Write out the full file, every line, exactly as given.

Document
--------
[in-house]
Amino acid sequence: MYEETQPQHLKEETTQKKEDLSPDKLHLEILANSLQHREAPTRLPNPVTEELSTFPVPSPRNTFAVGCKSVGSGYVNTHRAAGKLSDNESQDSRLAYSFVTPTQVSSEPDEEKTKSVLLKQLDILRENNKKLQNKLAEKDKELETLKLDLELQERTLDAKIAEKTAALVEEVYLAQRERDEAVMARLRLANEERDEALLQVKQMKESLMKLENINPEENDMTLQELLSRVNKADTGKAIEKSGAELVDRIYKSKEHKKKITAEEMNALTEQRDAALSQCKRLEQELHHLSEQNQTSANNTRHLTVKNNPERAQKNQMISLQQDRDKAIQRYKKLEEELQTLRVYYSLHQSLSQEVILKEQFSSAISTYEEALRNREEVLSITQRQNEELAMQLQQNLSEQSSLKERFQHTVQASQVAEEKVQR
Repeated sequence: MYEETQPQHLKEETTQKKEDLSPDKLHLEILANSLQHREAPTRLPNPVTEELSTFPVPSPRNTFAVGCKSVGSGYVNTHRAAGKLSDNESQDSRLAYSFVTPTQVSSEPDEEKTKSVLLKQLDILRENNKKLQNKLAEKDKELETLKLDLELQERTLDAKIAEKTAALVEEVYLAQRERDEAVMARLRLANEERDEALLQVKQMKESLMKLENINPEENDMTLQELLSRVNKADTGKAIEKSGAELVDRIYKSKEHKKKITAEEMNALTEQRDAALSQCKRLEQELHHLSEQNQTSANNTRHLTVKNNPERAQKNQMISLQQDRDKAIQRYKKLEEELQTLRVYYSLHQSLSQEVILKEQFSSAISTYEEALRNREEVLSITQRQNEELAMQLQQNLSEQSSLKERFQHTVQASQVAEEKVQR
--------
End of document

[in-house]
Amino acid sequence: MYEETQPQHLKEETTQKKEDLSPDKLHLEILANSLQHREAPTRLPNPVTEELSTFPVPSPRNTFAVGCKSVGSGYVNTHRAAGKLSDNESQDSRLAYSFVTPTQVSSEPDEEKTKSVLLKQLDILRENNKKLQNKLAEKDKELETLKLDLELQERTLDAKIAEKTAALVEEVYLAQRERDEAVMARLRLANEERDEALLQVKQMKESLMKLENINPEENDMTLQELLSRVNKADTGKAIEKSGAELVDRIYKSKEHKKKITAEEMNALTEQRDAALSQCKRLEQELHHLSEQNQTSANNTRHLTVKNNPERAQKNQMISLQQDRDKAIQRYKKLEEELQTLRVYYSLHQSLSQEVILKEQFSSAISTYEEALRNREEVLSITQRQNEELAMQLQQNLSEQSSLKERFQHTVQASQVAEEKVQR
Repeated sequence: MYEETQPQHLKEETTQKKEDLSPDKLHLEILANSLQHREAPTRLPNPVTEELSTFPVPSPRNTFAVGCKSVGSGYVNTHRAAGKLSDNESQDSRLAYSFVTPTQVSSEPDEEKTKSVLLKQLDILRENNKKLQNKLAEKDKELETLKLDLELQERTLDAKIAEKTAALVEEVYLAQRERDEAVMARLRLANEERDEALLQVKQMKESLMKLENINPEENDMTLQELLSRVNKADTGKAIEKSGAELVDRIYKSKEHKKKITAEEMNALTEQRDAALSQCKRLEQELHHLSEQNQTSANNTRHLTVKNNPERAQKNQMISLQQDRDKAIQRYKKLEEELQTLRVYYSLHQSLSQEVILKEQFSSAISTYEEALRNREEVLSITQRQNEELAMQLQQNLSEQSSLKERFQHTVQASQVAEEKVQR